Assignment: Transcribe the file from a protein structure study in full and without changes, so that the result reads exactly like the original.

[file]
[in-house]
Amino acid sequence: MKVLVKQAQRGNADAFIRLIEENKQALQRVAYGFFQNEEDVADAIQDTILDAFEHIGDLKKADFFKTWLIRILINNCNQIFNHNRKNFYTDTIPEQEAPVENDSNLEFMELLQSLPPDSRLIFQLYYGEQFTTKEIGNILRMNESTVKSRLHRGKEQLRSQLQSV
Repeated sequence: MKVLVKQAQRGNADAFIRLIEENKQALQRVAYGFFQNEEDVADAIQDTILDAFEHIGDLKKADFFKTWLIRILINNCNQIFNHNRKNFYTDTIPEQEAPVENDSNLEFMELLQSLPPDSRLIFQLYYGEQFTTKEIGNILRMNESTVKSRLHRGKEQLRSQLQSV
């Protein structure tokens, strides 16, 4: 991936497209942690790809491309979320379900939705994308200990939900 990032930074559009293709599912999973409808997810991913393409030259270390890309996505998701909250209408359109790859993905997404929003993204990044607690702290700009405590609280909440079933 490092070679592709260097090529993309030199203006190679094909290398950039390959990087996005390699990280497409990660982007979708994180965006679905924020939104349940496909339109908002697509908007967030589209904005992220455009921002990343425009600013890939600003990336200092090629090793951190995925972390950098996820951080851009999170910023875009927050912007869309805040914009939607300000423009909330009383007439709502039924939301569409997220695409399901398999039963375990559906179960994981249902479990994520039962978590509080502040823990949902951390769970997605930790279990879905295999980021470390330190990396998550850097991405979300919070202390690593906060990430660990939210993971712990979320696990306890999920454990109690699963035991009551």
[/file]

[in-house]
Amino acid sequence: MKVLVKQAQRGNADAFIRLIEENKQALQRVAYGFFQNEEDVADAIQDTILDAFEHIGDLKKADFFKTWLIRILINNCNQIFNHNRKNFYTDTIPEQEAPVENDSNLEFMELLQSLPPDSRLIFQLYYGEQFTTKEIGNILRMNESTVKSRLHRGKEQLRSQLQSV
Repeated sequence: MKVLVKQAQRGNADAFIRLIEENKQALQRVAYGFFQNEEDVADAIQDTILDAFEHIGDLKKADFFKTWLIRILINNCNQIFNHNRKNFYTDTIPEQEAPVENDSNLEFMELLQSLPPDSRLIFQLYYGEQFTTKEIGNILRMNESTVKSRLHRGKEQLRSQLQSV
């Protein structure tokens, strides 16, 4: 991936497209942690790809491309979320379900939705994308200990939900 990032930074559009293709599912999973409808997810991913393409030259270390890309996505998701909250209408359109790859993905997404929003993204990044607690702290700009405590609280909440079933 490092070679592709260097090529993309030199203006190679094909290398950039390959990087996005390699990280497409990660982007979708994180965006679905924020939104349940496909339109908002697509908007967030589209904005992220455009921002990343425009600013890939600003990336200092090629090793951190995925972390950098996820951080851009999170910023875009927050912007869309805040914009939607300000423009909330009383007439709502039924939301569409997220695409399901398999039963375990559906179960994981249902479990994520039962978590509080502040823990949902951390769970997605930790279990879905295999980021470390330190990396998550850097991405979300919070202390690593906060990430660990939210993971712990979320696990306890999920454990109690699963035991009551």